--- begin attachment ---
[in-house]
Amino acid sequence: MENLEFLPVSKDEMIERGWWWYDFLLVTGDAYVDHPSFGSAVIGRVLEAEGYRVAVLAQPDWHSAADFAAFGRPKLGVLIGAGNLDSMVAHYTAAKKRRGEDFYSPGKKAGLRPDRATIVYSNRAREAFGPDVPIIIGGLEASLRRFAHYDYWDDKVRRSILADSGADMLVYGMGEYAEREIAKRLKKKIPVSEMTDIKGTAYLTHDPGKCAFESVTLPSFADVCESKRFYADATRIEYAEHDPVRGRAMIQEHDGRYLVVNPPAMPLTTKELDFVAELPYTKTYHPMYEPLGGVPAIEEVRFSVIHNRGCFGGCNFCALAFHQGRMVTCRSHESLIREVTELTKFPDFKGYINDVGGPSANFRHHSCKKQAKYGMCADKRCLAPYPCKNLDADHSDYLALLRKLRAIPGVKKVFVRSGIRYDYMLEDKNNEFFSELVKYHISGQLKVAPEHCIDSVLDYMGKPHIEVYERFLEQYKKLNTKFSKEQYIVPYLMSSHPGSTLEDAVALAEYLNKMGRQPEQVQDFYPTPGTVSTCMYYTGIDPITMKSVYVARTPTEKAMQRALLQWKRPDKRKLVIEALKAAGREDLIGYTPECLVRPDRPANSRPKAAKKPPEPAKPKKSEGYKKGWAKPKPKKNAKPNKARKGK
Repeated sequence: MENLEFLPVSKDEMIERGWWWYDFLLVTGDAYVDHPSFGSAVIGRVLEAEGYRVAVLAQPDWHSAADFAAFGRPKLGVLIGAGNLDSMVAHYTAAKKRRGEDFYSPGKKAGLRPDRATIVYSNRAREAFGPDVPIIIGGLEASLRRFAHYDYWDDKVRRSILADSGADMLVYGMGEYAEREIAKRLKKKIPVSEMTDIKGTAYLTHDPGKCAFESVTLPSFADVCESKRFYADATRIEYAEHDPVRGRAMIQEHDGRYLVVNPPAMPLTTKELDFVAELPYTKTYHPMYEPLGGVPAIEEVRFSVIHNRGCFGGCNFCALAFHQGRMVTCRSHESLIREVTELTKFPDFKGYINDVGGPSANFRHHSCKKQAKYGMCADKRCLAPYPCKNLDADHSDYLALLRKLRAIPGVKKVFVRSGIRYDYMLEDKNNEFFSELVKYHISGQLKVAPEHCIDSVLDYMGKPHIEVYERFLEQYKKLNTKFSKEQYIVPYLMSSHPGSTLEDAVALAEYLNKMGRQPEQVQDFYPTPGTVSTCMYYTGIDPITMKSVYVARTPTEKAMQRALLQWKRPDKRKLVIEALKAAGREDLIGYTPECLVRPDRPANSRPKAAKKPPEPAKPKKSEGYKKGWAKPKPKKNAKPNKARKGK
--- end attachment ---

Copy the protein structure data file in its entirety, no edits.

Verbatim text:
[in-house]
Amino acid sequence: MENLEFLPVSKDEMIERGWWWYDFLLVTGDAYVDHPSFGSAVIGRVLEAEGYRVAVLAQPDWHSAADFAAFGRPKLGVLIGAGNLDSMVAHYTAAKKRRGEDFYSPGKKAGLRPDRATIVYSNRAREAFGPDVPIIIGGLEASLRRFAHYDYWDDKVRRSILADSGADMLVYGMGEYAEREIAKRLKKKIPVSEMTDIKGTAYLTHDPGKCAFESVTLPSFADVCESKRFYADATRIEYAEHDPVRGRAMIQEHDGRYLVVNPPAMPLTTKELDFVAELPYTKTYHPMYEPLGGVPAIEEVRFSVIHNRGCFGGCNFCALAFHQGRMVTCRSHESLIREVTELTKFPDFKGYINDVGGPSANFRHHSCKKQAKYGMCADKRCLAPYPCKNLDADHSDYLALLRKLRAIPGVKKVFVRSGIRYDYMLEDKNNEFFSELVKYHISGQLKVAPEHCIDSVLDYMGKPHIEVYERFLEQYKKLNTKFSKEQYIVPYLMSSHPGSTLEDAVALAEYLNKMGRQPEQVQDFYPTPGTVSTCMYYTGIDPITMKSVYVARTPTEKAMQRALLQWKRPDKRKLVIEALKAAGREDLIGYTPECLVRPDRPANSRPKAAKKPPEPAKPKKSEGYKKGWAKPKPKKNAKPNKARKGK
Repeated sequence: MENLEFLPVSKDEMIERGWWWYDFLLVTGDAYVDHPSFGSAVIGRVLEAEGYRVAVLAQPDWHSAADFAAFGRPKLGVLIGAGNLDSMVAHYTAAKKRRGEDFYSPGKKAGLRPDRATIVYSNRAREAFGPDVPIIIGGLEASLRRFAHYDYWDDKVRRSILADSGADMLVYGMGEYAEREIAKRLKKKIPVSEMTDIKGTAYLTHDPGKCAFESVTLPSFADVCESKRFYADATRIEYAEHDPVRGRAMIQEHDGRYLVVNPPAMPLTTKELDFVAELPYTKTYHPMYEPLGGVPAIEEVRFSVIHNRGCFGGCNFCALAFHQGRMVTCRSHESLIREVTELTKFPDFKGYINDVGGPSANFRHHSCKKQAKYGMCADKRCLAPYPCKNLDADHSDYLALLRKLRAIPGVKKVFVRSGIRYDYMLEDKNNEFFSELVKYHISGQLKVAPEHCIDSVLDYMGKPHIEVYERFLEQYKKLNTKFSKEQYIVPYLMSSHPGSTLEDAVALAEYLNKMGRQPEQVQDFYPTPGTVSTCMYYTGIDPITMKSVYVARTPTEKAMQRALLQWKRPDKRKLVIEALKAAGREDLIGYTPECLVRPDRPANSRPKAAKKPPEPAKPKKSEGYKKGWAKPKPKKNAKPNKARKGK